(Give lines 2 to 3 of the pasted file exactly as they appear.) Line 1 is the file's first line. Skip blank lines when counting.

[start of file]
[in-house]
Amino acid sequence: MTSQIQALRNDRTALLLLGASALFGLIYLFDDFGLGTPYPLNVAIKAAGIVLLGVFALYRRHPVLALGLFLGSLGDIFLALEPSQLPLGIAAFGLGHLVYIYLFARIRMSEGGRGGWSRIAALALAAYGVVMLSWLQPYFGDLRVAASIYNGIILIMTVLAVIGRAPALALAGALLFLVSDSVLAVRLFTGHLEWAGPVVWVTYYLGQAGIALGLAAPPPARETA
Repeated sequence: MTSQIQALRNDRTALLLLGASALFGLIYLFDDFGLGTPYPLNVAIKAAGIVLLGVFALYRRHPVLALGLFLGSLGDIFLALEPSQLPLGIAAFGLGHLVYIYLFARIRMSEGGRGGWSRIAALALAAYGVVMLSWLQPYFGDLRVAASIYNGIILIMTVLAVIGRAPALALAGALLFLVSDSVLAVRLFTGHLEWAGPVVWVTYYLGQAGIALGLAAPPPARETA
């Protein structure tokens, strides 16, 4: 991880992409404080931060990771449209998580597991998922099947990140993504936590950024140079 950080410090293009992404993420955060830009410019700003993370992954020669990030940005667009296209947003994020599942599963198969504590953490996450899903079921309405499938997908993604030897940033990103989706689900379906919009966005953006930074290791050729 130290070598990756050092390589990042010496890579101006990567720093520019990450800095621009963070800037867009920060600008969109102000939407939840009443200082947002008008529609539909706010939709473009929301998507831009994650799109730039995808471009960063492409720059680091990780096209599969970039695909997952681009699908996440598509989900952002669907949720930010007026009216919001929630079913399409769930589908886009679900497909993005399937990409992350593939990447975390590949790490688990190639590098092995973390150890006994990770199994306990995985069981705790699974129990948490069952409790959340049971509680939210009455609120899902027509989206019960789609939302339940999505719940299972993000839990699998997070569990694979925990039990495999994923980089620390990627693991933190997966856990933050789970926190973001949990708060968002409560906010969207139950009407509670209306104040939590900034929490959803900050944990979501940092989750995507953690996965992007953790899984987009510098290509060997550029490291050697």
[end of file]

Amino acid sequence: MTSQIQALRNDRTALLLLGASALFGLIYLFDDFGLGTPYPLNVAIKAAGIVLLGVFALYRRHPVLALGLFLGSLGDIFLALEPSQLPLGIAAFGLGHLVYIYLFARIRMSEGGRGGWSRIAALALAAYGVVMLSWLQPYFGDLRVAASIYNGIILIMTVLAVIGRAPALALAGALLFLVSDSVLAVRLFTGHLEWAGPVVWVTYYLGQAGIALGLAAPPPARETA
Repeated sequence: MTSQIQALRNDRTALLLLGASALFGLIYLFDDFGLGTPYPLNVAIKAAGIVLLGVFALYRRHPVLALGLFLGSLGDIFLALEPSQLPLGIAAFGLGHLVYIYLFARIRMSEGGRGGWSRIAALALAAYGVVMLSWLQPYFGDLRVAASIYNGIILIMTVLAVIGRAPALALAGALLFLVSDSVLAVRLFTGHLEWAGPVVWVTYYLGQAGIALGLAAPPPARETA